How do you go about choosing a particular person because you need a mix, but it needs to be dynamic and entertaining and get ratings your great distinction between a type of program where you are telling someone to story allowing the tell the story of loanwords in working in partnership with them to do that so we made a programme about mental health and people's mental struggles and we work very closely in partnership with them if you're making the Great British Bake Off you are looking for a type of person in a very very different way firstly that show is an environment setup by the producers to try not listed as much drama and action as possible.
So you're taking someone out of their comfort zone away from their story and putting them into a pressure cooker situation.
That is going to get the certain reaction out of them and in that you want someone who is interesting and who is Mrs Meyer buses to say it takes the three things that a viewer to watch that you want to think that that is me.
I wish that was me to thank god that's
Me and if you have all three of those things in the show you're doing quite well, so I think producers are looking for character on here looking for someone who's going to react in a certain way made GPS behind closed doors and work with people with alcohol abuse issues putting them on television, how is that a positive experience for first lady the shall we made about alcohol with people who were a different stage of the recovery talking about that process and we hope that would be a help to other people on GPS behind closed doors.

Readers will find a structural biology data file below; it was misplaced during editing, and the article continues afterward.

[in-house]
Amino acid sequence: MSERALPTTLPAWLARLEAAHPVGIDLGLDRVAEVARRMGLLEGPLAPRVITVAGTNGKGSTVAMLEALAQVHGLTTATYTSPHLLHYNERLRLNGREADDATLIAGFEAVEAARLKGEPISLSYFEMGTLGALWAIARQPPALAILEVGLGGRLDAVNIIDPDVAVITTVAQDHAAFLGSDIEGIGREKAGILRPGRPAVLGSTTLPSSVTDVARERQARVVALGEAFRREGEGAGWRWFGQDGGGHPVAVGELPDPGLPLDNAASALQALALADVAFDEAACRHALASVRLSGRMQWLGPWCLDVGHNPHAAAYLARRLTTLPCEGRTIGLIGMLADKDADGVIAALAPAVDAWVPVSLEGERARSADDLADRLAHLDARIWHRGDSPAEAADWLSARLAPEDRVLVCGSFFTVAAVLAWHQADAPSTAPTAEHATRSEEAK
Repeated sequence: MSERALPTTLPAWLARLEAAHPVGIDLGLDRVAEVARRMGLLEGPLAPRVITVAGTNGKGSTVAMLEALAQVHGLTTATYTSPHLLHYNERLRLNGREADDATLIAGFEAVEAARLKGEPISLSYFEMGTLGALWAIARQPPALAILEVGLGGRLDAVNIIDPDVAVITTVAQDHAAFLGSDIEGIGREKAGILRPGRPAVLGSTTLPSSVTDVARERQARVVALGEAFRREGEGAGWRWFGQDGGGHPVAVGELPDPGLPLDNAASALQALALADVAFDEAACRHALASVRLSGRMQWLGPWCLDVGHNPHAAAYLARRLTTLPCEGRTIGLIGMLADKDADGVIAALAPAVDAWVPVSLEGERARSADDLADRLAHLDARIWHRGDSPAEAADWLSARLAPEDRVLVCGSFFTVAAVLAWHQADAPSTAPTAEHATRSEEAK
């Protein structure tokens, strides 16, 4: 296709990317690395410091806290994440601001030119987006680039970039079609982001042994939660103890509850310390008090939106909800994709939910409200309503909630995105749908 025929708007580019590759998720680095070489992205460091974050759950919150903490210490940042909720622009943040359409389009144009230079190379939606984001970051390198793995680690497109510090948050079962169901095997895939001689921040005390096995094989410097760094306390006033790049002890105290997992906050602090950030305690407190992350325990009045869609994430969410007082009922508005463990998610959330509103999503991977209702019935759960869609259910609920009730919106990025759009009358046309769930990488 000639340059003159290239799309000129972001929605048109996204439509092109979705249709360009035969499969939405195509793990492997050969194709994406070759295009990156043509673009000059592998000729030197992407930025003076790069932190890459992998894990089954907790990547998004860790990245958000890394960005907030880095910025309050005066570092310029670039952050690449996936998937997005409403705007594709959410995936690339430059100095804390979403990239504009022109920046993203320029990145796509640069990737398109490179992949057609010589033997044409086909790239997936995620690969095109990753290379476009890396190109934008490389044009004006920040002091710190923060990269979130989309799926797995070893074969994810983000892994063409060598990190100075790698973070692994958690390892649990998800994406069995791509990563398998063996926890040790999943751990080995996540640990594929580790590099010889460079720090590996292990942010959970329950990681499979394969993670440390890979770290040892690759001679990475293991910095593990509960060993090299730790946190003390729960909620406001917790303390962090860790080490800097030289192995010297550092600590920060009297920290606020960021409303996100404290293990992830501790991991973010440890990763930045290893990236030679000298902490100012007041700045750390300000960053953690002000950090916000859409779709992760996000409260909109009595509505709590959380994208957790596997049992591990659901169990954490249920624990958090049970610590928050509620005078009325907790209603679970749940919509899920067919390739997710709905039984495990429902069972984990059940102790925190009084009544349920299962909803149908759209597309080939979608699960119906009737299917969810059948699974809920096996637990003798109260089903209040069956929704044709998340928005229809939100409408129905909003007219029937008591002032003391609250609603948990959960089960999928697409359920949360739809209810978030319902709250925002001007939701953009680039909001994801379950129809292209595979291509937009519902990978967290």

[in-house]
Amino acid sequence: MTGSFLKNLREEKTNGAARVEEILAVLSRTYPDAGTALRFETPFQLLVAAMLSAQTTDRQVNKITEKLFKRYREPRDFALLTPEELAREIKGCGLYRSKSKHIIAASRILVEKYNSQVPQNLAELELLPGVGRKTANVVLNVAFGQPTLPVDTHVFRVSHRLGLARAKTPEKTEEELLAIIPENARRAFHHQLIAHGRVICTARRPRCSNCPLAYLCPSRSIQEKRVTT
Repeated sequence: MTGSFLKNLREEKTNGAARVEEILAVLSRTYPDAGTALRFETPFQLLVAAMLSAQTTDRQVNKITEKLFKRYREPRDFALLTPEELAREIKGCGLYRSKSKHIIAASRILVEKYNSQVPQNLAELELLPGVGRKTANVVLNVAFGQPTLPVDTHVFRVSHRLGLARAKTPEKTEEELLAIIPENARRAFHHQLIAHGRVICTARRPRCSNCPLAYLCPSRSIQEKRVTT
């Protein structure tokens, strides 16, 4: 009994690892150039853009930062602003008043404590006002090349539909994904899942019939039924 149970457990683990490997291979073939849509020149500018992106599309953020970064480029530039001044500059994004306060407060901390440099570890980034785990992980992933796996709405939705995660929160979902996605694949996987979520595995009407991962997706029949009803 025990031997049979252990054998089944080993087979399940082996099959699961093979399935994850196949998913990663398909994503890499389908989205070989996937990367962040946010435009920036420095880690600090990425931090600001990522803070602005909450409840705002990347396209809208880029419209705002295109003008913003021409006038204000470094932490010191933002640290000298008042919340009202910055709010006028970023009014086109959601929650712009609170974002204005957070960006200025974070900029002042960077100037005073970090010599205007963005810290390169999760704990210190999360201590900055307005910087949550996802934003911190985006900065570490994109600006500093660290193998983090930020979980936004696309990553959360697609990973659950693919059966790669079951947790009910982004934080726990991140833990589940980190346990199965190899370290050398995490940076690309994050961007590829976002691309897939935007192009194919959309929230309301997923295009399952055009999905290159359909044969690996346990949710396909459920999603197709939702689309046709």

It's a very different type of show because people come on.
We have no idea what they're going into the doctor to see if they can send it before they go to see the doctor and I think the one that the patient that you're alluding to was early on when we made this show a patient came in and she was drunk and she didn't have the capacity to consent she said she wanted to be filmed.
We filmed her and we then had to we always have to get secondary consent after they've come in.
And everytime I rang her up the secondary consent she was still drunk and so we asked her to have a family member present and I went around to her house and I had to go round three times.
I wanted to show her this clip and she watch this clip and said I've never seen myself like this before never see myself drunk.
I want to try and do something about it.
What do I do? When I said well here are some charities Mrs AA and this is how that works ended up taking her to an AA meeting and she vomited all over the floor.
She cried she made a huge.
Seen Everyone came and helped her and she said I'm gonna change my life and on the way home.
Just walking home.
She went into a shop and bought a bottle of vodka and drank it by the time she got home but I still am in contact with her and she hasn't drank for 3 years and she says the thing that stopped me from drinking with seeing myself on television and knowing that my friends and family were seeing that and not wanting to do that then.
She says I hope that my contribution serves as a help to other people my problem.
Is is that I decided to go to that meeting with her and I decided to go and see if she was ok to be on telly.
And I don't think there is a system in place that recognises that we should all go and do this.
I just did that because I felt like it is that some of the back of what you're saying.
I always ask people about their motivations to go on television.